I’ve visited a lot of surprising places in my travels around the Allegheny Mountains, but few spots have been as unexpected as the grave of Russian Prince Demetrius Gallitzin.
Yes, that’s right, there’s a Russian prince buried in Cambria County, PA. And, even if you don’t know his story, if you’ve traveled in this part of Pennsylvania, you’ve likely seen his name on spots like Prince Gallitzin State Park, Gallitzin State Forest, the Gallitzin Tunnels, and the borough of Gallitzin, PA.
And the story of how a Russian prince came to be buried and associated with this region of Pennsylvania is quite an interesting one.
Prince Demetrius Augustine Gallitzin was born December 1770 at The Hague in the Netherlands. His father, Prince Dmitri Gallitzin was the Russian Ambassador to the Netherlands at the time his son was born.
Demetrius was raised in a life of luxury in the Netherlands, speaking French at home and best friends with the future King William I of the Netherlands. Even more amazingly, when Gallitzin was two years old, he was held by Russian Empress Catherine the Great.
When he was 22, Gallitzin embarked on a trip to the Americas. It was common at the time for aristocratic youth to finish their education with travel, but since the French Revolution had made travel in Europe more dangerous, his father sent him across the Atlantic. To avoid his title when traveling, he assumed the name Augustine Schmettau (He later changed his assumed last name to “Smith”.)
Prince Demetrius Gallitzin, now known as Augustine, had already converted to Catholicism at this time, and when we arrived in Baltimore, quickly decided to give up his life of luxury in Europe for the priesthood in the United States.
In 1799, four years after being ordained, Prince Gallitzin founded the settlement of Loretto, Pennsylvania. This was the first English-speaking Catholic community west of the Allegheny Front.
Gallitzin would serve as a priest in this community and the surrounding area until his death in 1840, earning the name the Apostle of the Alleghenies. In 2005, he was made a Servant of God by Pope Benedict XVI, the first step towards sainthood.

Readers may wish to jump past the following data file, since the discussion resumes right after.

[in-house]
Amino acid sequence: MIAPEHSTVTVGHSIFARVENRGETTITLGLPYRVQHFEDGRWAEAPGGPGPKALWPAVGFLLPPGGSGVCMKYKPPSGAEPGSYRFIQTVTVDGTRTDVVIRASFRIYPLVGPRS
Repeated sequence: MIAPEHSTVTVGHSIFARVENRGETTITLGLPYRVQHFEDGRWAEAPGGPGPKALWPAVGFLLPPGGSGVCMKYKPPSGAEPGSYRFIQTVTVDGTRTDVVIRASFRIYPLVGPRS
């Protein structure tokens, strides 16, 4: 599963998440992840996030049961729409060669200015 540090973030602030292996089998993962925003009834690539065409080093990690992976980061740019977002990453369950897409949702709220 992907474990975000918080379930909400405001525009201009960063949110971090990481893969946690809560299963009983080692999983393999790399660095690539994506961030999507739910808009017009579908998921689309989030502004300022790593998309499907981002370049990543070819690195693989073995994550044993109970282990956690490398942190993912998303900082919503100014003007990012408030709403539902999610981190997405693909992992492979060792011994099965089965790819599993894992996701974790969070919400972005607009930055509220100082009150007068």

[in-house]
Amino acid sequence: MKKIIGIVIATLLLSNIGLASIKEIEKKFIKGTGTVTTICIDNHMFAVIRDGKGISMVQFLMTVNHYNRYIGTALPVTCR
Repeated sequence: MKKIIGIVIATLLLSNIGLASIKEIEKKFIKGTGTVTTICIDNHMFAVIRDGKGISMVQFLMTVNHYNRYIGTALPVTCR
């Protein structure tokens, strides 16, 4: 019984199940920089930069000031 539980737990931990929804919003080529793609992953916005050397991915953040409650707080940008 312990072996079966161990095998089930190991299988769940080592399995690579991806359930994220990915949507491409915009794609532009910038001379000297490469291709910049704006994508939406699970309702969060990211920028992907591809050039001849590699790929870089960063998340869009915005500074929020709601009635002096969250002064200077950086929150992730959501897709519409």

Prince Gallitzin was initially buried near St. Michael’s Church. However, between 1899 and 1901, industrialist Charles M. Schwab, who had been born nearby and whose house is now the Mount Assisi Gardens, funded the current Basilica of St. Michael the Archangel and a monument and crypt for Gallitzin. It is here that he is buried today.
Gallitzin’s grave is located beneath the large monument and statue of him outside of the large stone basilica. The basilica is quite striking and is one of the most beautiful religious buildings in this part of the state.
Atop the monument, there is a life-size statue of Prince Gallitzin along with an epitaph on the stone pillar that the statue is standing atop.
On the backside of the monument (the side closest to the church), there is a metal gate and, beyond that, five stone steps that lead down to a crypt below the statue. The crypt itself is only about five feet in height, so make sure to watch your head when visiting.
In this crypt, you’ll find a cast iron vault that contains the remains of Prince Demetrius Gallitzin, which were moved here from his original burial site after the monument was built in 1899. Often, the top of the vault is covered in letters and other trinkets from visitors to this spot.
If you visit before 5 pm, the basilica is typically open to the public for prayer, meditation, and self-guided tours. I wasn’t able to check out the interior during my first visit, but had a chance to during a later visit to Loretto and found it to be quite stunning.
Definitely take some time to see the inside if you are able during your visit.
Also nearby, you’ll find the Prince Gallitzin Chapel House within the adjacent cemetery. This building contains a few artifacts from Gallitzin’s life and is open on a few select Sundays during the warmer months of the year. You can see the dates here.
Ultimately, unless you are making a pilgrimage to visit this site, the crypt of Prince Demetrius Gallitzin isn’t the type of spot that’s worth going far out of your way to see. However, if you find yourself exploring this corner of the Alleghenies, this is definitely an interesting and unique spot that’s worth a quick stop.
The crypt of Prince Gallitzin and the Basilica of St. Michael the Archangel can be found at 321 St Mary St, Loretto, PA 15940.